Mumbai rains hit rail and road traffic; NDRF called in to rescue over 450 stranded passengers, navy on standby
A distance, usually covered in about an hour in Mumbai, took several hours, even up to five hours in some cases, as the rail tracks, as well as roads, were submerged
Mumbai: Local trains, considered the lifeline of Mumbai, on Tuesday, moved at the snail's pace due to water-logging of the tracks, resulting in harrowing times for lakhs of office-goers and other commuters. A distance, usually covered in about an hour, took several hours, even up to five hours in some cases, as the rail tracks, as well as roads, were submerged. This was the scene of the metropolis as it continued to be lashed by heavy rains for the fourth straight day.
This has now become an annual affair during the monsoons and while the citizens may grin, they seem to have become almost immune to these hardships.
"We have now become used to this," said Ranvijay Singh Yadav while travelling from Navi Mumbai to Chhatrapati Shivaji Maharaj Terminus (CSMT) by a local train.
On normal days, the daily commuter's 39-kilometre journey would take him about an hour. Devendra Masurkar, a daily commuter whose travel from Thane to CSMT by a local train normally takes him 40 minutes, reached his destination after three and a half hours. He said many office-goers, who got a train after waiting for hours, returned home from midway as the locomotive was moving at a very slow pace and they felt they would be reaching their offices only in the afternoon.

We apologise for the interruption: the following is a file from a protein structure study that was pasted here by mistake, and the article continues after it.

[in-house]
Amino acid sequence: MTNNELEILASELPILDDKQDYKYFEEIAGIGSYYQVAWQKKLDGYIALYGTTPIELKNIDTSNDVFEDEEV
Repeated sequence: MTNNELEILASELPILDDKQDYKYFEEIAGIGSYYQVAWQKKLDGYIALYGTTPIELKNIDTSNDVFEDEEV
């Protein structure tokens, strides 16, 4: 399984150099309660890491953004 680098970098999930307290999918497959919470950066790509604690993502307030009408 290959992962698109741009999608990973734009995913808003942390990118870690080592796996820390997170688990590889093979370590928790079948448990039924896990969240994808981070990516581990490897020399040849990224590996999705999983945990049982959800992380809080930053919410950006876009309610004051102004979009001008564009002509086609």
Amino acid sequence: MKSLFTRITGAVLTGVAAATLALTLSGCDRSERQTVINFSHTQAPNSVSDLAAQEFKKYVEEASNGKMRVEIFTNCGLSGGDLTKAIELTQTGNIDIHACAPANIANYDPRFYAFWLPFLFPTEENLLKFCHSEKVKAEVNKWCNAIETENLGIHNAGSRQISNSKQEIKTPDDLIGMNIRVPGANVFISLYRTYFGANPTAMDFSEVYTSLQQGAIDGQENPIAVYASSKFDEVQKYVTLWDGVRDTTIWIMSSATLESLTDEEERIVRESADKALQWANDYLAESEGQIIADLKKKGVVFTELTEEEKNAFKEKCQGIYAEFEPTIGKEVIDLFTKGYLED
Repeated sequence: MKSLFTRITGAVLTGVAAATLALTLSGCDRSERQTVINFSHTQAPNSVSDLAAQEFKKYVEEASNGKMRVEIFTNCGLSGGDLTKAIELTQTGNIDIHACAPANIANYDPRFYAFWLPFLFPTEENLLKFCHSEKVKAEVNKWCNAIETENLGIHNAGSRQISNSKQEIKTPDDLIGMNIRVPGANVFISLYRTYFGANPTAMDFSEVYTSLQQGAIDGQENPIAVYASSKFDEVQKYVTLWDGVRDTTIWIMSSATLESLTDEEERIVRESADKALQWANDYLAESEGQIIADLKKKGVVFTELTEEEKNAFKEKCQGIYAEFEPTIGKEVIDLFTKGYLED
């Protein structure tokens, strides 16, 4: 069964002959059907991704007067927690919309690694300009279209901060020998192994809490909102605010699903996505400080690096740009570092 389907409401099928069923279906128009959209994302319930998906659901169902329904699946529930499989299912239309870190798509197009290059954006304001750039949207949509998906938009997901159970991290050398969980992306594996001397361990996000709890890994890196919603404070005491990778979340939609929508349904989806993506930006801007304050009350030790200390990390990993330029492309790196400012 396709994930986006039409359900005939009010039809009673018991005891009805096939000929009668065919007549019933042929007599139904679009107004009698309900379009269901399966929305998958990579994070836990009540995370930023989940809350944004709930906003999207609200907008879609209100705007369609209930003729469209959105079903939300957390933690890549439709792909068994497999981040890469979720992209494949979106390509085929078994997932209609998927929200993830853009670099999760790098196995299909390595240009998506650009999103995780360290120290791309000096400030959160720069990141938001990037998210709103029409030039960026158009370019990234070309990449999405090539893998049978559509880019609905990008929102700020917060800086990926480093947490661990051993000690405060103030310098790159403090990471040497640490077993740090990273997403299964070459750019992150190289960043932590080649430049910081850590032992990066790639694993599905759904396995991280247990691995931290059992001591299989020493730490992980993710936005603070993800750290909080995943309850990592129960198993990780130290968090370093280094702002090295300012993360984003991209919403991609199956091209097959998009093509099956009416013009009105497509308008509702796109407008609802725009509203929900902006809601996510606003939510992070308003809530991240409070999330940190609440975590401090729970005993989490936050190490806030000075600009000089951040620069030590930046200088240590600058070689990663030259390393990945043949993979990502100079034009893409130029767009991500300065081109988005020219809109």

"Some of them ate their lunch inside the train and returned home," said Masurkar who did not give up, even though he reached office late. "We face such a situation every year but nobody seems to care," he added. On the water-logged roads, people could be seen wading through knee-deep water while the vehicles were submerged.
In Wadala area, some children, unmindful of the misery around, could be seen happily playing on flooded streets. Suburban services were suspended on one section of the local network and several long-distance and inter-city express trains were delayed or cancelled, officials said. Train services were briefly suspended on the Vashi-Mumbai CSMT section of the Harbour Line due to water-logging on tracks between Mankhurd and Govandi stations. Services on the route, that connects Mumbai with Navi Mumbai, resumed at around 1 pm, but trains negotiated flooded tracks and crawled between Mankhurd and Govandi and again between Wadala and Sewri stations.
The rains also affected Mumbai's famous tiffin carriers Dabbawalas, who are known for their on-time delivery service. They suspended their services on Tuesday.
The India Meteorological Department's Colaba observatory (for the Mumbai city) recorded 165.8 mm rainfall in the 24-hour period of 8.30 am on Monday till 8.30 am on Tuesday.
The Santacruz observatory, which records rainfall for the suburban Mumbai, reported 184.3 mm rainfall in the same period.
The IMD has predicted heavy to very heavy rain till Thursday. On Monday, Mumbai recorded the season's highest rainfall at 170 mm, an official said.
Earlier farmers used to cultivate makhana in ponds but after facing recurring flood problems, low land areas are now being utilised for makhana farming with support from state government schemes to promote it.
The IMD said the observed monthly average maximum, minimum and mean temperature for India as a whole during March this year is 32.65 °C, 19.95 °C and 26.30°C, respectively